You're playing "Crumbler" on this tour. You didn't play that when you were in Seattle before. Tell me about recording that one. We really wanted to collaborate with someone on that one. We were looking for a rapper to work with, because we fucking love hiphop. I think a lot of our rhythm and a lot of our groove is hiphop-based. For whatever reason, a collaboration didn't work out. We were in the mixing session like, "Shit, what are we going to do?" So we backed it out, recorded some more, and made it sound cool. It was a bit thrown together at the end, but a lot of times when you don't think about things too much, and your backs are up against a wall, that's when you're at your creative peak.

Do you ever get bored playing a song over and over on tour? Is it hard for Jungle to stay stimulated on a song night after night? I don't think it is, no. Not now. The audiences we're experiencing are giving us good reactions, and that makes it stimulating. And that's exciting and unpredictable every show. That's the nature of being in a live band. That's why we did it this way. I think we could have done it with two laptops like Disclosure, but that would have been a pretty mundane way of doing it. We wanted to challenge ourselves to do something new and different, and that's the beautiful thing about it—every show is that this way, they can be different.

I heard you all stopped a fight in the crowd a few nights ago. Yes. At Solana Beach. It was our first crowd fight ever, I think. It was weird because we were playing "Drops," which is, like, a love song [laughs]. We started the song, then our guitarist turned around and said, "We have to stop this, there's a fucking fight." So we stopped. That's the first time we've ever stopped mid-song. The fighters were escorted out, and we carried on.

If you fight at a Jungle show, Jungle will stop your fight. Or referee your fight. Yeah. No fighting. I don't think I would be a good fight judge. We will allow pillow fights. If you want to bring your pillows and have pillow fights, that's okay. Is it legal for people to bring pillows to the club?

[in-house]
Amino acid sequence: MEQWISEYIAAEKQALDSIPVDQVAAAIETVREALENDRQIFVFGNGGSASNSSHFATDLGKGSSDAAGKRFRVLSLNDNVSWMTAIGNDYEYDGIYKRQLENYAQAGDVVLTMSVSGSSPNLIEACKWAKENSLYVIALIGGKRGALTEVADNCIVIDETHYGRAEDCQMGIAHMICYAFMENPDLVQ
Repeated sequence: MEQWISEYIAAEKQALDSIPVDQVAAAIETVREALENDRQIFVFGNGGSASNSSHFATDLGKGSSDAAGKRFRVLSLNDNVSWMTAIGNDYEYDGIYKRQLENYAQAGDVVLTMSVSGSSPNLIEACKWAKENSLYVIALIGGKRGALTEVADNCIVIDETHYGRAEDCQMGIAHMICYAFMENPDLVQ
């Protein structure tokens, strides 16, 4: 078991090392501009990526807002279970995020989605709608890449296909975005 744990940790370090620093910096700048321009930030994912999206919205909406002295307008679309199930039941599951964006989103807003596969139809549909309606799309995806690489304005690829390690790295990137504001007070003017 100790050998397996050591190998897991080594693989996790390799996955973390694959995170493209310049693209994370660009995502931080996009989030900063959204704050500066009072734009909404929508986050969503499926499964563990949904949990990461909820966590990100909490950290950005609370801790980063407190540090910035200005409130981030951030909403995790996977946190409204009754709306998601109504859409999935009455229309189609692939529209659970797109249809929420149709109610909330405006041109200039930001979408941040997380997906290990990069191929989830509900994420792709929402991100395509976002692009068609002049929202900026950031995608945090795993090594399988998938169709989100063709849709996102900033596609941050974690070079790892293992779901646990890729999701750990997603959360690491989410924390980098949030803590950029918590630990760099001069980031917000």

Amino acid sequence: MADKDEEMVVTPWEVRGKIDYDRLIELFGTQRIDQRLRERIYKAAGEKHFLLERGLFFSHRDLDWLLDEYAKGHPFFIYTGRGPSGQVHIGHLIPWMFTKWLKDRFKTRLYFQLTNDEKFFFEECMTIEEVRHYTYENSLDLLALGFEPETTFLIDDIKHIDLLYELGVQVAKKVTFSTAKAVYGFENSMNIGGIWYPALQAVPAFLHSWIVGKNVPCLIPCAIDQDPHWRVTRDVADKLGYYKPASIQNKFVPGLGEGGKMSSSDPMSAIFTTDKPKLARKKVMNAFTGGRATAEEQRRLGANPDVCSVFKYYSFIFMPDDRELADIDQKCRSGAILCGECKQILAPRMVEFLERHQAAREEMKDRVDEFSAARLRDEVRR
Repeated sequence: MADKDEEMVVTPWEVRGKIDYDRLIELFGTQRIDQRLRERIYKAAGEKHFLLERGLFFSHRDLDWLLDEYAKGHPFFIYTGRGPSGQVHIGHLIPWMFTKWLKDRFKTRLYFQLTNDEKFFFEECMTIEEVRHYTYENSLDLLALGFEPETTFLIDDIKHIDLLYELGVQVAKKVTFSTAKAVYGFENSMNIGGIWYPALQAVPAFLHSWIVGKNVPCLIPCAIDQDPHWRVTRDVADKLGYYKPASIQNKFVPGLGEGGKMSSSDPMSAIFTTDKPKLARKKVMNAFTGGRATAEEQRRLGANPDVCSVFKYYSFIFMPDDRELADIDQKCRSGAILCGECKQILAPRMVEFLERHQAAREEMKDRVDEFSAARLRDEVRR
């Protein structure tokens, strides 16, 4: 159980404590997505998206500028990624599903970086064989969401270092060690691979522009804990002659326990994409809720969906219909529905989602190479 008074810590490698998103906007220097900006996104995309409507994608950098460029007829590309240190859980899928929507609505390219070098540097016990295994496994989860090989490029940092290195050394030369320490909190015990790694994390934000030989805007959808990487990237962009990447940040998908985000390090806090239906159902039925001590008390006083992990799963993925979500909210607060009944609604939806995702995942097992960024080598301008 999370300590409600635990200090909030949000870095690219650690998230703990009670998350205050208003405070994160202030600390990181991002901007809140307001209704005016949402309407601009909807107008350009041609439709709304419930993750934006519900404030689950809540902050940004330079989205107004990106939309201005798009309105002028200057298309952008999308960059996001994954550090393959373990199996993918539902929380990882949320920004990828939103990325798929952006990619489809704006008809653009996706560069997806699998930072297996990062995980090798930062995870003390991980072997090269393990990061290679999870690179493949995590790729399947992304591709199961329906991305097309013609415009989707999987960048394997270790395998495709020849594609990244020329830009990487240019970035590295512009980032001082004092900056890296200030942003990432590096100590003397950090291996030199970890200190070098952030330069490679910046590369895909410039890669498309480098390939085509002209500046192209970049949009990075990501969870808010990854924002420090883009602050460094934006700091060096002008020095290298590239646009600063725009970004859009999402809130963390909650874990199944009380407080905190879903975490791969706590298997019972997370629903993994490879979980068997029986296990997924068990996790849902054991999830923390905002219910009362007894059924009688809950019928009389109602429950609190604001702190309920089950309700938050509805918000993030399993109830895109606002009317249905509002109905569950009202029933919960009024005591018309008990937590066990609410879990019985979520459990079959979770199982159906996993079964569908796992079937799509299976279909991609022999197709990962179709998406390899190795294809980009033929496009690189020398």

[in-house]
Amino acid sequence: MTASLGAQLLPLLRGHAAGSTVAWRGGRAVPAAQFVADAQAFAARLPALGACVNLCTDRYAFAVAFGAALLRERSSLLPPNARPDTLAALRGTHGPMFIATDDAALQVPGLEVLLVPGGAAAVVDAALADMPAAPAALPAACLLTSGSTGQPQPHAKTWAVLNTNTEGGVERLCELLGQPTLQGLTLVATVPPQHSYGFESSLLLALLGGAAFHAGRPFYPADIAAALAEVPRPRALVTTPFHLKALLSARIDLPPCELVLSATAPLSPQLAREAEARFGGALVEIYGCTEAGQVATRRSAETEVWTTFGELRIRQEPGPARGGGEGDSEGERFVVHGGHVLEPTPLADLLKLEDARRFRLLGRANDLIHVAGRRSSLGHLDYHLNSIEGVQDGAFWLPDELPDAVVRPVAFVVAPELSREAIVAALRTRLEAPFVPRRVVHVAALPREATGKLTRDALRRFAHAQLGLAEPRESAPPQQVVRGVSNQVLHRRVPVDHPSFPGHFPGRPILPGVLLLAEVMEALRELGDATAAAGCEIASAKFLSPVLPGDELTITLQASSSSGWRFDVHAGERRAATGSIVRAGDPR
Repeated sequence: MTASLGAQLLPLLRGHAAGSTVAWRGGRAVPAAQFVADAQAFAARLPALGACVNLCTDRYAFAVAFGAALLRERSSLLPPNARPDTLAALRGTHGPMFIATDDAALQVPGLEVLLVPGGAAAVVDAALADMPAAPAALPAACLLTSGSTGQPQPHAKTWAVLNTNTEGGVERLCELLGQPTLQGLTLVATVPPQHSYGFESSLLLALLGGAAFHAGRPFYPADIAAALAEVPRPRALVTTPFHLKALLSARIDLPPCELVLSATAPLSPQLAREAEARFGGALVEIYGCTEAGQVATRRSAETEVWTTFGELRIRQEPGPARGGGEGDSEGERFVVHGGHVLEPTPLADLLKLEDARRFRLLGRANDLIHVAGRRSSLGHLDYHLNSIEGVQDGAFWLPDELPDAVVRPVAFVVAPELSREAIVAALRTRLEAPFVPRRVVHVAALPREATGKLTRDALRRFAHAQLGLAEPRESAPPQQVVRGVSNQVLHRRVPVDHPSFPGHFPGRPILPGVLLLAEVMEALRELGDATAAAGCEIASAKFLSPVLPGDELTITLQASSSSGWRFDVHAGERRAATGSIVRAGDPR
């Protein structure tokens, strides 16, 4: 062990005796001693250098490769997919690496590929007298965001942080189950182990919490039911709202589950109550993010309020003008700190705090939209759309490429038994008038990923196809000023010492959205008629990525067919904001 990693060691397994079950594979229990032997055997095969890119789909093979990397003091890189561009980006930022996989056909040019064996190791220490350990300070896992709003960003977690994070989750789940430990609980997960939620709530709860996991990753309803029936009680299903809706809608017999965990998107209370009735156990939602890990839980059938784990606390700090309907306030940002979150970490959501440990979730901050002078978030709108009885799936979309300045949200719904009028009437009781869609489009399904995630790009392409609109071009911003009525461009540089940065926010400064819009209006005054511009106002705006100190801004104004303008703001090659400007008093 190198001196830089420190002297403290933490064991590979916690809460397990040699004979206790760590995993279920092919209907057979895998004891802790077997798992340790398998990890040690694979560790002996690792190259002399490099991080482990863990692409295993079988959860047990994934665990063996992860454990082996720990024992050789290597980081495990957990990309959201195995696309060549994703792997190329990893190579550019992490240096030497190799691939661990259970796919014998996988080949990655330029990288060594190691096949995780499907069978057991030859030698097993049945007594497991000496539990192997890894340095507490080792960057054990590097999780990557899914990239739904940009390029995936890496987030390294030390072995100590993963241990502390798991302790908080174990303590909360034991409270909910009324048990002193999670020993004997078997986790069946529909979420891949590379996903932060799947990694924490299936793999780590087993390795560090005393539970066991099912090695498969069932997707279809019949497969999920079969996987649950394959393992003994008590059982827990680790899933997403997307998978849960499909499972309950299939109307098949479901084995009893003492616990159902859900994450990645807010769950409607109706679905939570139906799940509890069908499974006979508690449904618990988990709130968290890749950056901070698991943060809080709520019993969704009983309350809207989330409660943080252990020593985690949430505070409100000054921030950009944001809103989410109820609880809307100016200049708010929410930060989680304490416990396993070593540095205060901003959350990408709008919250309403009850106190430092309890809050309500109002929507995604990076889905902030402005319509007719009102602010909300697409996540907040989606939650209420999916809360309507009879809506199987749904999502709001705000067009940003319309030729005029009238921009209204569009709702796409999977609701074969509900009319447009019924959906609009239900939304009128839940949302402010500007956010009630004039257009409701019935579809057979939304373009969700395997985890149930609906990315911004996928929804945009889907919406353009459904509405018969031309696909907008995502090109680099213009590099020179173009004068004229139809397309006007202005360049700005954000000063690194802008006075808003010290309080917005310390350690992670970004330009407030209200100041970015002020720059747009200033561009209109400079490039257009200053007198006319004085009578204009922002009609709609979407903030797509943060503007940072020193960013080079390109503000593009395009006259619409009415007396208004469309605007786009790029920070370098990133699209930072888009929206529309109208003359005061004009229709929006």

I bring pillows to concerts all the time. If we were in London, where would you take me? Take me on a Jungle tour. The neighborhood I'm from, Shepherds Bush, has a big market. We'd hit that. There's a store there that sells bootleg reggae records. Then we'd go eat falafel there in the market—that's right next to the rehearsal studio. Then we'd go to the Defector's Weld for a few pints of beer. It's right next to a big venue, so you get a lot of artists and musicians. They probably wouldn't mind if you brought your pillow [laughs].

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What rappers would you like to work with? Snoop Dogg. He's king. I love what Chance the Rapper is doing. I think this new creed of American rapper is a little more honest and a little more lyrical. It goes back to the old-school. I love Earl Sweatshirt. We got to meet him a couple times over the summer and hang out. We smoked some weed and had a good time. It's weird to watch hiphop live. A lot of times, it's just a rapper and a DJ with a laptop. It's impressive when it's minimal like that. It highlights their skill.

What are your observations of the US so far? What are your favorite places? We like Austin. We'd been there before, and this year at South by Southwest, we felt like we were able to really connect with the people there. We also very much like Seattle. We had a great show there at Neumos with Beat Connection. I love that venue. It feels English in Seattle [laughs]. With green trees and the cool climate. We're excited to get back out there again. The people there are so great, and we hope to see our mates from Beat Connection again. New York is a matrix; LA is sunburned and nice—it's exactly how you'd imagine it, but it's too big. recommended